Ed Holder Boat Launch sign unveiled, legacy honored

Published 12:26 am Thursday, September 16, 2021

A sign at the boat ramp leading to some of the best salt-water fishing along the upper Texas coast now bears the name of a man who dedicated much of his life to conservation and the great outdoors.

Jefferson County Commissioner Pct. 3 Michael Sinegal announced the recent addition of the sign for the “Ed Holder Boat Launch at Walter Umphrey State Park” at Keith Lake off Texas 87.

The sign further explains the launch is a Federal Aid in Sportfish Restoration Act Project sponsored by Texas Parks & Wildlife, U.S. Department of Interior-Fish & wildlife Service and Cheniere LNG.

The recently unveiled sign denoting Ed Holder Boat Launch at Keith Lake. (Courtesy photo)

There are plans for a dedication ceremony at some time in the future.

Sinegal explained the boat launch was created on land donated by the recently deceased Walter Umphrey. The initial set of the ramps — there are several at the site — had a design flaw, where part of the concrete was underwater during high tide, leading to damage to boats.

“When it was new construction, there was an $85,000 boat with a busted hull because it was high tide,” Sinegal said.

This was not a problem during low tide as the concrete area was visible.

A contractor was brought in and the ramps redesigned.

Jefferson County Judge Jeff Branick has fond memories of Ed Holder from childhood on through the years.

Branick grew up in what was once Pear Ridge, now a part of Port Arthur. Holder lived behind the Branicks a few doors down, and he was friends with his children. Holder later served as a pilot for Branick’s law firm, and he would have the opportunity to fish and hunt with Holder.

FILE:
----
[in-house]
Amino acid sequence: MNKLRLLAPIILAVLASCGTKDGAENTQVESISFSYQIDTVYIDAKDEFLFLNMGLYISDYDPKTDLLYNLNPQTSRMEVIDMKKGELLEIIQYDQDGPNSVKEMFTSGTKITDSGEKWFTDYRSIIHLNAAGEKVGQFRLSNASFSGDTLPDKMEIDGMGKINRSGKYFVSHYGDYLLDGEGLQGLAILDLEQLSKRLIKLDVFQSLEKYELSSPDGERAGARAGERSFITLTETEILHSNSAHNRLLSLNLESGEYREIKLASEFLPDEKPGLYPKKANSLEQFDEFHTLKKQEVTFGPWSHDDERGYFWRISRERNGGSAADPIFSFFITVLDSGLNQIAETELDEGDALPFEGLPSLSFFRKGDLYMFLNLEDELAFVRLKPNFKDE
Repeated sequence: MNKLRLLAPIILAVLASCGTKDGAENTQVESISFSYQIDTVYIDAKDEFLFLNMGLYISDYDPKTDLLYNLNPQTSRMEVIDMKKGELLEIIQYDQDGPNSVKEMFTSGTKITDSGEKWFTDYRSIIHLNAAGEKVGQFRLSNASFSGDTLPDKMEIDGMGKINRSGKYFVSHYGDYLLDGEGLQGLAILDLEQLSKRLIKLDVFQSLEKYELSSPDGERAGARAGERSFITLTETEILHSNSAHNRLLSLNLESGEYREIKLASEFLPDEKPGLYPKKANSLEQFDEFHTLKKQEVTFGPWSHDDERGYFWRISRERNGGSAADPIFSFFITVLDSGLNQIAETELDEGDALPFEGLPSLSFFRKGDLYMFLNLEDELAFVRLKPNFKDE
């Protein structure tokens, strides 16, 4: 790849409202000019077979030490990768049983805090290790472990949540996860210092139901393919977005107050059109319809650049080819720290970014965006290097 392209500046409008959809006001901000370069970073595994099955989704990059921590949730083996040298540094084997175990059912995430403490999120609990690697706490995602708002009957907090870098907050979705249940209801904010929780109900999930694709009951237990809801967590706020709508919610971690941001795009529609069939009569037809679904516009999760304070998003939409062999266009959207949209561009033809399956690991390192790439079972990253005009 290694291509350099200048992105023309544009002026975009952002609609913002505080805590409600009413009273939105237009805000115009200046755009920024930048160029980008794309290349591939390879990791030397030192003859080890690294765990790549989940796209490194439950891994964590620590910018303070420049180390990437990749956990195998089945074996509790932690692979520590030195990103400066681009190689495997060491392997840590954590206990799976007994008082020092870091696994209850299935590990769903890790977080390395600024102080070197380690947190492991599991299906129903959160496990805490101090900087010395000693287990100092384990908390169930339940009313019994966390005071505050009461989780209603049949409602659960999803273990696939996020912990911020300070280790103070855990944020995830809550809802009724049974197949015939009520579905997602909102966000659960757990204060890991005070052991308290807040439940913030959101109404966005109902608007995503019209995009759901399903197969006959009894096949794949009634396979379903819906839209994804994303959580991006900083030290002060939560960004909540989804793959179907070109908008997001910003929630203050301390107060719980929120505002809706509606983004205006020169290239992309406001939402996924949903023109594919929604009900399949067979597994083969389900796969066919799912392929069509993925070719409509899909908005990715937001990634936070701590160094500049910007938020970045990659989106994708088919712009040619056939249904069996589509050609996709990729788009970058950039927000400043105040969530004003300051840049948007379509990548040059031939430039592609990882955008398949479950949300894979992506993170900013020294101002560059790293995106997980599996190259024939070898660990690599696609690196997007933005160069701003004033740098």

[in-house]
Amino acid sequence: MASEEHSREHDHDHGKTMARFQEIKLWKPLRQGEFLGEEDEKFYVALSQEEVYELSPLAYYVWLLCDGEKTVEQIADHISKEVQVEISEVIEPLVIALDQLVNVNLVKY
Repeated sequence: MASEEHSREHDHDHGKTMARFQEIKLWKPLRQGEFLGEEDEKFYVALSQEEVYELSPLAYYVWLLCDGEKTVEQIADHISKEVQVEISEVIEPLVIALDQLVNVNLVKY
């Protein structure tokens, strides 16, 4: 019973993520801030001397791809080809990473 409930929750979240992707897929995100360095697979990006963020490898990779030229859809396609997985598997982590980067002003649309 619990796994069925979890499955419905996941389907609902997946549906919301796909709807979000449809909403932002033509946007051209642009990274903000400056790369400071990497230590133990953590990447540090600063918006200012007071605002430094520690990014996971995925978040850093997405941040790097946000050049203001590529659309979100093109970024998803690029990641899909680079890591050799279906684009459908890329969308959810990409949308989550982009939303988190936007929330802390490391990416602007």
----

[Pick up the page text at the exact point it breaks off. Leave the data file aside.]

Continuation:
“When Walter Umphrey purchased the land (near Keith Lake) and donated it to the county, where the boat launch is located, one of his requests was at that time for it to be named after Ed Holder,” Branick said.

After a long delay and in keeping with the promise to Umphrey, the boat launch was named after Holder, he said.

“We’re obviously pleased to do that for someone who was a wonderful sportsman and conservationist and who leant a lot of enthusiasm and education in the outdoors community through his writing,” he said.

Ed Holder’s legacy

Sinegal said the name came as a suggestion from former Port Arthur News marketing consultant Ed Kestler.

“He suggested naming it after Ed Holder because (Holder) was such an intricate part of the Texas Parks & Wildlife and gaming, a longtime, well known sportsman,” Sinegal said. “I thought it was a great idea and petitioned the court to name the boat launch for the contributions he made.”

Holder, who died in 2005, was also the outdoors writer for the Port Arthur News for many years and a member of the Outdoor Writers of America, Texas Outdoor Writers Association and the Sabine Neches Conservation Club. Several outdoors awards have been named in his honor for outstanding efforts in conservation, including for the waterfowl habitat.

Holder served on a number of committees.

In August 2018, the Museum of the Gulf Coast hosted an exhibit “The Great…Outdoors with Ed Holder” featuring the former writer, photographer and outdoorsman’s works.

His son, Fred Holder, told the Port Arthur News how his father was big on lobbying for parks so that you wouldn’t have to have a license.

“If you’re taking your family, it should be cheap,” he said. “It should be free. There would be special rules for if you went with your family. It should be easy and fun, instead of having to buy a crabbing license, frogging license and all of these different licenses. For someone just working, the rules get so complicated, people give up.”

The previous curator for the Museum, Sarah Bellian, said Holder was a passionate advocate for conservation.

“What he did masterfully was communicate to people about environmental issues,” she said. “Sometimes that makes you unpopular. Mr. Holder drew a lot of attention to that. That’s a big part of the story of the establishment of Sea Rim State Park. That’s a big part of the story of the establishment of The Big Thicket. He communicated to everyday people why they should care about these issues.”